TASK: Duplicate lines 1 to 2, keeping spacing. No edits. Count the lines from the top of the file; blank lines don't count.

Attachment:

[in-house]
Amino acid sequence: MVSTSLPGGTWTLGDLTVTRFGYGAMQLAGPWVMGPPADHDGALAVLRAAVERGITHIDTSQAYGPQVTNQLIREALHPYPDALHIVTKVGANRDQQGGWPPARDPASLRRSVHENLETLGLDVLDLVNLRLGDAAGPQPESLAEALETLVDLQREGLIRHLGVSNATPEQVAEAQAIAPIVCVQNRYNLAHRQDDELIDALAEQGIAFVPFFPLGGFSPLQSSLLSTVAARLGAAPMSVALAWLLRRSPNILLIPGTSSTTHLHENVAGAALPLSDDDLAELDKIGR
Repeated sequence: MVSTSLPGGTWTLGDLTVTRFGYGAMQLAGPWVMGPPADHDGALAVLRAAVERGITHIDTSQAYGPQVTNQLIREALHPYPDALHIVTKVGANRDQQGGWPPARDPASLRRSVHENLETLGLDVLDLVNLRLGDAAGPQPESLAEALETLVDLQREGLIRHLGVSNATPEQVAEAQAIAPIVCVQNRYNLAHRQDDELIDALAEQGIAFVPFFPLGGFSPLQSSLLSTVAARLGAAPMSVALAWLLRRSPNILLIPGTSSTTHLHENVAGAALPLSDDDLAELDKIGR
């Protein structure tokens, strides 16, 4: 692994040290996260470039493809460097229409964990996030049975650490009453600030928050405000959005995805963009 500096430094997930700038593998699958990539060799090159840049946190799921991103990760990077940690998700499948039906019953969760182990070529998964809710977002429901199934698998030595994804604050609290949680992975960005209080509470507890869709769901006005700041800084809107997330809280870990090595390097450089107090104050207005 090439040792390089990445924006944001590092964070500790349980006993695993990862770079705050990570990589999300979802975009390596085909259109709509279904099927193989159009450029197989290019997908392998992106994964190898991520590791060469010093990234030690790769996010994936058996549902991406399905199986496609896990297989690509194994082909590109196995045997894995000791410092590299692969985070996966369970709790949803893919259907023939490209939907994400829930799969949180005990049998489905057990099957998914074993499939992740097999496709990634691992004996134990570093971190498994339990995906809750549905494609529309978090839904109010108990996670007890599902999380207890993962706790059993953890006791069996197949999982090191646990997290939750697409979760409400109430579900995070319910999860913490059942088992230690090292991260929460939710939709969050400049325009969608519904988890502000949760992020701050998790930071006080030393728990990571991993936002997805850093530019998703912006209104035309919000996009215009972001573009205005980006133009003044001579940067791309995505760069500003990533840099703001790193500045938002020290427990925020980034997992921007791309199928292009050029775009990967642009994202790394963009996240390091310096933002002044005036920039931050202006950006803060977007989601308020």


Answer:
[in-house]
Amino acid sequence: MVSTSLPGGTWTLGDLTVTRFGYGAMQLAGPWVMGPPADHDGALAVLRAAVERGITHIDTSQAYGPQVTNQLIREALHPYPDALHIVTKVGANRDQQGGWPPARDPASLRRSVHENLETLGLDVLDLVNLRLGDAAGPQPESLAEALETLVDLQREGLIRHLGVSNATPEQVAEAQAIAPIVCVQNRYNLAHRQDDELIDALAEQGIAFVPFFPLGGFSPLQSSLLSTVAARLGAAPMSVALAWLLRRSPNILLIPGTSSTTHLHENVAGAALPLSDDDLAELDKIGR